I used to like July 4th and fireworks. As a kid, I mean. I remember wearing rubber Zorries in the hot summers in Fresno, California and eating yummy BBQ chicken and potato salad while waiting for the sun to go down. I remember how fun it was to light sparklers and those little black tablets that turned into stinky snake things. (BTW, what were those made of?)
Call me “unpatriotic” if you want, but ever since I became a pet detective (in 1997), I have grown to HATE 4th of July fireworks. Seriously. I can’t look at them, I wish they would outlaw them, and I spend the entire holiday dreading them. That’s because in the span of a few hours, unsuspecting sweet and mellow dogs and well mannered cats become freaked out of their minds and bolt in a panic. They run away for what they believe will be safety but oftentimes their attempt at “freedom” from the noise causes their death. I see it every July and it just breaks my heart.
Since 2008, Missing Pet Partnership has done our best to help families and pets at the 4th of July. In July 2008, we set up a booth at the Kent Animal Shelter (Kent, WA) where we offered free assistance (advice, tips. encouragement, free neon lost pet posters, and “tagging” of cars with neon markers to mass market lost dogs) to help recover lost dogs and cats. Then last year for July 4th 2009, we moved our booth to the Seattle Animal Shelter. This time we tracked the cases to see just how successful our efforts would be.
Over three days, we assisted 31 families: 15 families who had lost a dog and 16 families who had lost a cat. Most of the dog owner were relying on flimsy, white, 8 1/2 X 11 fliers and we fixed that right away. We gave them giant, neon LOST DOG posters and tagged their cars which helped recover 7 of the fifteen dogs. With the sixteen families who had lost a cat, we quickly educated them that while dogs run, cats HIDE (when panicked by fireworks) and that they needed to search under and in every conceivable hiding place on their property and in their neighbor’s yards. This advice plus our giving them neon lost cat posters helped recover 7 of the 16 cats. Ultimately, 80% of the lost dogs and 81% of the lost cats were recovered due to our assistance.
I encouraged Margie to come to our booth at the Seattle Animal Shelter. I told her we’d give her neon posters (that were donated by F5 Corporation) and we’d tag her car. Margie was dismayed, but she came. A volunteer helped her put up the posters on July 5th, and by the next afternoon, Margie had Odie in her arms. Odie had been living under a bush in a side yard of a house 7 miles from where he escaped from Margie’s car. When Margie brought her sign back and let all our volunteers meet Odie, there was not a dry eye in that parking lot!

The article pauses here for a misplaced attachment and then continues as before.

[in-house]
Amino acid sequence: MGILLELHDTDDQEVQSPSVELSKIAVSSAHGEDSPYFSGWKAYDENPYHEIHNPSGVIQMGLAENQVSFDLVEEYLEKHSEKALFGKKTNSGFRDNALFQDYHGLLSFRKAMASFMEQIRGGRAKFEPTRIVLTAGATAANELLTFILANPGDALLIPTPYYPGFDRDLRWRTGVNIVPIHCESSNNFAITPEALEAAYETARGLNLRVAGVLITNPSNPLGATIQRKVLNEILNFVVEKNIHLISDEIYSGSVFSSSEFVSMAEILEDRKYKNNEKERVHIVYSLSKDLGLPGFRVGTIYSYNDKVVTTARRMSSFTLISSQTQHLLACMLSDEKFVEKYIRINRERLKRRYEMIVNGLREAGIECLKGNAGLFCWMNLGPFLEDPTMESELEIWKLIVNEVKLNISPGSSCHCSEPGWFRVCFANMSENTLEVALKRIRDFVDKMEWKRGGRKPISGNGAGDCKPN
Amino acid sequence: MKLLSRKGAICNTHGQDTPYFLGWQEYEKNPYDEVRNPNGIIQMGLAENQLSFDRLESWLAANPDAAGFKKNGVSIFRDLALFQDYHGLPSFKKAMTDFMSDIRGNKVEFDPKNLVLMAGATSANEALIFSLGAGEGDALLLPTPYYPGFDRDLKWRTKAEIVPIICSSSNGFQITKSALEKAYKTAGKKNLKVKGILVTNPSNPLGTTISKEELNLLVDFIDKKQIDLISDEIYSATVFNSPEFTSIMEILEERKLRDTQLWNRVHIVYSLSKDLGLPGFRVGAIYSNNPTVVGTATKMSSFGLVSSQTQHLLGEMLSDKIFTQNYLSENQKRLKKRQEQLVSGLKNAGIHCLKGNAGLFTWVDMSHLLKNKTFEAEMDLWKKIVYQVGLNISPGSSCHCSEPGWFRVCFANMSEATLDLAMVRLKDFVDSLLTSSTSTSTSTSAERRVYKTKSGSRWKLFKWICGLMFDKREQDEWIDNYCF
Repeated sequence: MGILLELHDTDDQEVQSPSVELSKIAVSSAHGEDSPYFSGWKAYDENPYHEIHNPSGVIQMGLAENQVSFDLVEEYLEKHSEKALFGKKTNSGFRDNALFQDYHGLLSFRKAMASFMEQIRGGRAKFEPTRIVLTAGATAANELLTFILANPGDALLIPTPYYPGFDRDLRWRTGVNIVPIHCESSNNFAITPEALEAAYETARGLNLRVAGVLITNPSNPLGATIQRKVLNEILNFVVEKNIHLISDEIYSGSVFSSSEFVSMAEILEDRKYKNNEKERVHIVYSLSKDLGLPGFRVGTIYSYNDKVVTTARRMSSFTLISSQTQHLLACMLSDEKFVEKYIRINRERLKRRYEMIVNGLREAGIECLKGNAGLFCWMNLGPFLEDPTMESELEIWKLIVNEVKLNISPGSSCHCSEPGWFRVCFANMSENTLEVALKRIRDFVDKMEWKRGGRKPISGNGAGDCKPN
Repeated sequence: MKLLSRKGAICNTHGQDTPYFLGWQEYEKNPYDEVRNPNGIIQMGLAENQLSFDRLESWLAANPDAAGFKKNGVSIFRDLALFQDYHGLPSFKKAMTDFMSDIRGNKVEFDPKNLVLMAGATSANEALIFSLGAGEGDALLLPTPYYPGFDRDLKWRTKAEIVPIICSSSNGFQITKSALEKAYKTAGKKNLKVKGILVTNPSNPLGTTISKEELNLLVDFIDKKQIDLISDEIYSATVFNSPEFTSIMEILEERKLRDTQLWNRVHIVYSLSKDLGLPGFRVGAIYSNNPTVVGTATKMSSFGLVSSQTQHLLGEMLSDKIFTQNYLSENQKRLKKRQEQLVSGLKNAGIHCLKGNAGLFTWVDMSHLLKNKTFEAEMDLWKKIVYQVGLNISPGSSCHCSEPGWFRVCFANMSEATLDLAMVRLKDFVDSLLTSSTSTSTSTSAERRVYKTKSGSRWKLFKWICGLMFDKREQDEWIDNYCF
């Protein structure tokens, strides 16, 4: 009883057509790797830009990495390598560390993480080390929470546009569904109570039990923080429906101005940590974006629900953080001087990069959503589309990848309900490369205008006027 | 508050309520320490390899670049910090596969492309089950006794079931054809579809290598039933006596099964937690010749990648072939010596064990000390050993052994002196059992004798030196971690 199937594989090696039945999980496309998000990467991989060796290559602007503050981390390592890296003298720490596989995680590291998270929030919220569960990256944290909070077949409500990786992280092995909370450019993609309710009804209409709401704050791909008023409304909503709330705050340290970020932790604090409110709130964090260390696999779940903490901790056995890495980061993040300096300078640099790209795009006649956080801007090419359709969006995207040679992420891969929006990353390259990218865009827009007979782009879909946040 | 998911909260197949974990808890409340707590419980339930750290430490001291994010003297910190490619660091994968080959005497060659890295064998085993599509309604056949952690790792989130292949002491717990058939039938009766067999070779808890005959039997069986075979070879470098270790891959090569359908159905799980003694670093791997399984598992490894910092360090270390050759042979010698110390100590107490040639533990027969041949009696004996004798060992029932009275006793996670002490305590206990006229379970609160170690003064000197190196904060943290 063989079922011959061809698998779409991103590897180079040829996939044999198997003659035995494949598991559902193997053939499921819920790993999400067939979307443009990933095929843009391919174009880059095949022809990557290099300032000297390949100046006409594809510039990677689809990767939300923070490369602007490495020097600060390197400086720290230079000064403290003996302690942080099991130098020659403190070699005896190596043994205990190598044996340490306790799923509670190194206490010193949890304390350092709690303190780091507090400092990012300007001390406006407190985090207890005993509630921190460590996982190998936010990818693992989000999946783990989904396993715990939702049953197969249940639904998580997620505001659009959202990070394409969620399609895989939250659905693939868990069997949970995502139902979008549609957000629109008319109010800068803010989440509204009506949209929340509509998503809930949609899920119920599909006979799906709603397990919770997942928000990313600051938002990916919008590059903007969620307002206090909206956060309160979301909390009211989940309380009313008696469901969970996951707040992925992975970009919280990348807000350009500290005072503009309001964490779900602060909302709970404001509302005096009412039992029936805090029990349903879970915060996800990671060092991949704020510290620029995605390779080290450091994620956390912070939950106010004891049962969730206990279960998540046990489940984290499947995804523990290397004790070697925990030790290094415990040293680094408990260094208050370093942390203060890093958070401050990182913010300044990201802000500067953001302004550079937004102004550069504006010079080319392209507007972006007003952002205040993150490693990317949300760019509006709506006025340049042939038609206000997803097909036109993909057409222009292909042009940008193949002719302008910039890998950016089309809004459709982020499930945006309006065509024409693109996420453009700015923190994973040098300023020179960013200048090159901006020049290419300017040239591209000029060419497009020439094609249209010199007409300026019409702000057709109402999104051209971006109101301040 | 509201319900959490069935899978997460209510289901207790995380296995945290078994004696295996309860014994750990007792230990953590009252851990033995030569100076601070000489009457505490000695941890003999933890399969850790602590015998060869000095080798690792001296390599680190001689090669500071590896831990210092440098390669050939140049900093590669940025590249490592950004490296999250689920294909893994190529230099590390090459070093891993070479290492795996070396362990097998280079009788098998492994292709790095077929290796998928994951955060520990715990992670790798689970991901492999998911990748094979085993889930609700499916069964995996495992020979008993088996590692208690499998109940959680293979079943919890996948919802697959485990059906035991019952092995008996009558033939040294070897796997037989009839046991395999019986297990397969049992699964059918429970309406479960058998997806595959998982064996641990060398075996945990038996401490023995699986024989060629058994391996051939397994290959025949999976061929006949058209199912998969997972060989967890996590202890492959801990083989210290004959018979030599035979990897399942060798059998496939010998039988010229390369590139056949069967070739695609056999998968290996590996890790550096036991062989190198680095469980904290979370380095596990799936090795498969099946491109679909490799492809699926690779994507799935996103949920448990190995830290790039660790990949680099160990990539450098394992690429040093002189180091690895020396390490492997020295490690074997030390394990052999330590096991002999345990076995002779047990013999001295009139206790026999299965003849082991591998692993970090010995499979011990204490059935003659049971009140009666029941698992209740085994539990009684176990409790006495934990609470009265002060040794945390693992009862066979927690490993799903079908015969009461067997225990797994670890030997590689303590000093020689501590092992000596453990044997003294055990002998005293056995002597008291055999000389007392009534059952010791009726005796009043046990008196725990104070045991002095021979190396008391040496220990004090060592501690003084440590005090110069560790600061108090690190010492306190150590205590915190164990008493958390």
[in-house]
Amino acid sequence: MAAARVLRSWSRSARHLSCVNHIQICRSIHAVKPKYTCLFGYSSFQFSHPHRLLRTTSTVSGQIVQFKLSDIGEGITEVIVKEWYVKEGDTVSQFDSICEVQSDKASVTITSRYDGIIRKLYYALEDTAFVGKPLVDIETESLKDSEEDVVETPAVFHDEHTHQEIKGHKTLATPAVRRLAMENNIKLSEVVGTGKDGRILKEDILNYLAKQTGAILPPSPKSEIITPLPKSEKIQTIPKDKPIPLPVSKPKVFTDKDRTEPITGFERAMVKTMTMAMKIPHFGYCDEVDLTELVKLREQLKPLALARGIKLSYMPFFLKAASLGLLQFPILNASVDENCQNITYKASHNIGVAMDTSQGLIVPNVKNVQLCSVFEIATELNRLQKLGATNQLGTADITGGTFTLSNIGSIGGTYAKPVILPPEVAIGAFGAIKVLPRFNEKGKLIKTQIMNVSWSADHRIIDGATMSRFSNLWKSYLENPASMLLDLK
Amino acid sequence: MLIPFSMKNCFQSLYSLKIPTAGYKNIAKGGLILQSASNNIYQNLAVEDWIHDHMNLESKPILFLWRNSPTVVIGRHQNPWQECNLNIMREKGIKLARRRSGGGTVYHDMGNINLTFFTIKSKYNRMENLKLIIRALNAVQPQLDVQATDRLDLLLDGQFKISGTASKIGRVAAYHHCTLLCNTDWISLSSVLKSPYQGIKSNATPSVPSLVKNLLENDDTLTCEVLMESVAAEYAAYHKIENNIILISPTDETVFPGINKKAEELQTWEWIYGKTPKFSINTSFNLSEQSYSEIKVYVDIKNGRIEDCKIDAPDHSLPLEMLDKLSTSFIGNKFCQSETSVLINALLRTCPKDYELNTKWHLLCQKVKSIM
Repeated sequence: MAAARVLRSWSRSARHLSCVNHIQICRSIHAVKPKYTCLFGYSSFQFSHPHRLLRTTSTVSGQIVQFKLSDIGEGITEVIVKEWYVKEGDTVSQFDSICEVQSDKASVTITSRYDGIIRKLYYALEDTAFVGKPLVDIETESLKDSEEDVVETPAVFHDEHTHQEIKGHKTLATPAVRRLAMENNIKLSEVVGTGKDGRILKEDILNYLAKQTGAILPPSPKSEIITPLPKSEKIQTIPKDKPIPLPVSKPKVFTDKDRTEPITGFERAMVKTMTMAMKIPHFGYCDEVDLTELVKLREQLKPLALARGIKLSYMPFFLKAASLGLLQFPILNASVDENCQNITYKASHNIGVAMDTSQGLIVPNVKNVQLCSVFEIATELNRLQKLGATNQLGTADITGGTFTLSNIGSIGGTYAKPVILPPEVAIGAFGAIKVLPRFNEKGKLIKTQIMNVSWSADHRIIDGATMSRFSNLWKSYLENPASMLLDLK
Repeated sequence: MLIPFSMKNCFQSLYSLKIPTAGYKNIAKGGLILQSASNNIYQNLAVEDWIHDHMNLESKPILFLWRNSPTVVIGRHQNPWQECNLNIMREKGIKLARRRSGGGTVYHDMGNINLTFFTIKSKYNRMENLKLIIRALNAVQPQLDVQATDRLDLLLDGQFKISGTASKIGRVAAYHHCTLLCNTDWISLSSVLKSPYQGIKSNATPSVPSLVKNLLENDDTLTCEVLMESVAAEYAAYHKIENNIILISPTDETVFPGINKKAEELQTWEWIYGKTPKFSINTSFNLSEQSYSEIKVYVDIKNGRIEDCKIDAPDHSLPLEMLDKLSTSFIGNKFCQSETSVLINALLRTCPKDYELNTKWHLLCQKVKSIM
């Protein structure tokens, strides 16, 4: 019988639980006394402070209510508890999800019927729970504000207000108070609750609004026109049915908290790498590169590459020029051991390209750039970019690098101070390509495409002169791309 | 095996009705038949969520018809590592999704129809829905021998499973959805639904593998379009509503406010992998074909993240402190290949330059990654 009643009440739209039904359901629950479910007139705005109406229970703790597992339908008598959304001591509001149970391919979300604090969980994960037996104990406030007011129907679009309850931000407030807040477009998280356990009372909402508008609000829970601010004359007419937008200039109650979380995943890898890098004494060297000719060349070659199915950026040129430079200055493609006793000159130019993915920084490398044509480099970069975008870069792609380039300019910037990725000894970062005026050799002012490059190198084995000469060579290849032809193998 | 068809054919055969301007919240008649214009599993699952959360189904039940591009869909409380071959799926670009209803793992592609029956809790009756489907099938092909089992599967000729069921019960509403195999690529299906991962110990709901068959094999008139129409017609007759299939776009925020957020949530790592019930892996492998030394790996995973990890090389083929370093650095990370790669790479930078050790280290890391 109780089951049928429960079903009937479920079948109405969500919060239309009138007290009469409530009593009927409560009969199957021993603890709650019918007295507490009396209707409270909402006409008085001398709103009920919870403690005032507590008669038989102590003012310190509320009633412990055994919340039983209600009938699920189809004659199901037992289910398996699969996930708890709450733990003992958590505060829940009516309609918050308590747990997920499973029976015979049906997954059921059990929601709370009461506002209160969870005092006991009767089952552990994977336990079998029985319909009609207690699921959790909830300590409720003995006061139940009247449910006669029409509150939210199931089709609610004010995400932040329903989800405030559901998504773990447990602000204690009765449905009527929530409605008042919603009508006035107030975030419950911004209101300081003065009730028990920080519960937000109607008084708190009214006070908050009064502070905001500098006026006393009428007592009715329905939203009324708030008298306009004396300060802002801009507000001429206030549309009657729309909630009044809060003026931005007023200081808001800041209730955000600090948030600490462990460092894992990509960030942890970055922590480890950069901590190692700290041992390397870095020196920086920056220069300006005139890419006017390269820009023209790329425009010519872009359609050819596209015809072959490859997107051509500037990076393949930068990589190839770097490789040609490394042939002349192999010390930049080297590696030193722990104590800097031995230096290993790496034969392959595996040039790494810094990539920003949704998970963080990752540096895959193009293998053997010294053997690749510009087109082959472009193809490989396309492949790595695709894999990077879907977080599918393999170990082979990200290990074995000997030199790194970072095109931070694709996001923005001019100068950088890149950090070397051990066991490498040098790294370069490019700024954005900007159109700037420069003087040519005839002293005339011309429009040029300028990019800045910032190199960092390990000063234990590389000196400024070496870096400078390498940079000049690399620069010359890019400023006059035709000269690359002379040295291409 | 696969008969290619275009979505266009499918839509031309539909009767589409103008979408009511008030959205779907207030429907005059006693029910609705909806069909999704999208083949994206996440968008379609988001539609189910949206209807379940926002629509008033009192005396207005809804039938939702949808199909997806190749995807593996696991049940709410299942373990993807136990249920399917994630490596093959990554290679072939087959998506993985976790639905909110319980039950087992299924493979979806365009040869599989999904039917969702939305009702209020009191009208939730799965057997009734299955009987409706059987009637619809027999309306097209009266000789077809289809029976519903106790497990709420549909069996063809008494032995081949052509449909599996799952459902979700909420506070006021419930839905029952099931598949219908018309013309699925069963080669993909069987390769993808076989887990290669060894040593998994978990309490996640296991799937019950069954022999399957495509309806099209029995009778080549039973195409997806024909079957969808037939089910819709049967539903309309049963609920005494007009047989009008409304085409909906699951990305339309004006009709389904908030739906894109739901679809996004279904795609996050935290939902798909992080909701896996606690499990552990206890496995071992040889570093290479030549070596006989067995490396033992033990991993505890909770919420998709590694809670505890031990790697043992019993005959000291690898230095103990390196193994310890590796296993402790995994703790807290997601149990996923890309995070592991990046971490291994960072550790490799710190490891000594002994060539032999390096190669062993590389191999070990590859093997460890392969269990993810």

Another great reunion was when we helped to bring Sukhi back to his family, Cristien and Ajax. Sukhi also was panicked by fireworks on July 3rd. On July 5th, Cristienand Ajax came to the Seattle Animal Shelter. We only had three volunteers, but we assigned them to go with Cristiento conduct the only “Intersection Alert” that we could do because we did not have enough volunteers. An “Intersection Alert” is where our volunteers pretty much become “sign twirlers” by standing on a street corner with a florescent LOST DOG signs in order to capture the attention of drivers and market a lost dog. Within FIFTEEN MINUTES of our volunteers standing on the corner, the woman who had found Sukhi pulled up to the intersection! Within twenty minutes, Suhki was back home where he belonged!
This year, in July 2010, Missing Pet Partnership has plans to set up another booth but this time at the Kent Animal Shelter. We hope to double the amount of people that we help. And now that we also have six search dogs that are finally trained to track lost pets, we hope to offer lost pet tracking services as well. However, there’s a problem. Donations to Missing Pet Partnership have dropped and we are at risk of having to shut down our operations. In order to keep our services (and our plans to develop these same lost pet services in all communities) alive, we need to raise $6,000.00 by July 1, 2010 or we will be forced to suspend our operations.
If you’re reading this blog and you believe that the work that Missing Pet Partnership is doing is worthy of your support, please support our work. You can make a PayPal donation from our homepage (at the top of our homepage) or send a tax deductible contribution to: Missing Pet Partnership, P.O. Box 3085, Federal Way, WA 98063.
For years, Missing Pet Partnership has been there for the panicked pet owners who call us, begging for help in finding their lost pet. We average 3 calls a day from people who’ve lost a pet in the Seattle area and abroad (Canada, United Kingdom, you name it, they call us) who find our web site and are begging us to help them.
Now it is our turn to beg…PLEASE HELP Missing Pet Partnership so that we can continue to help others!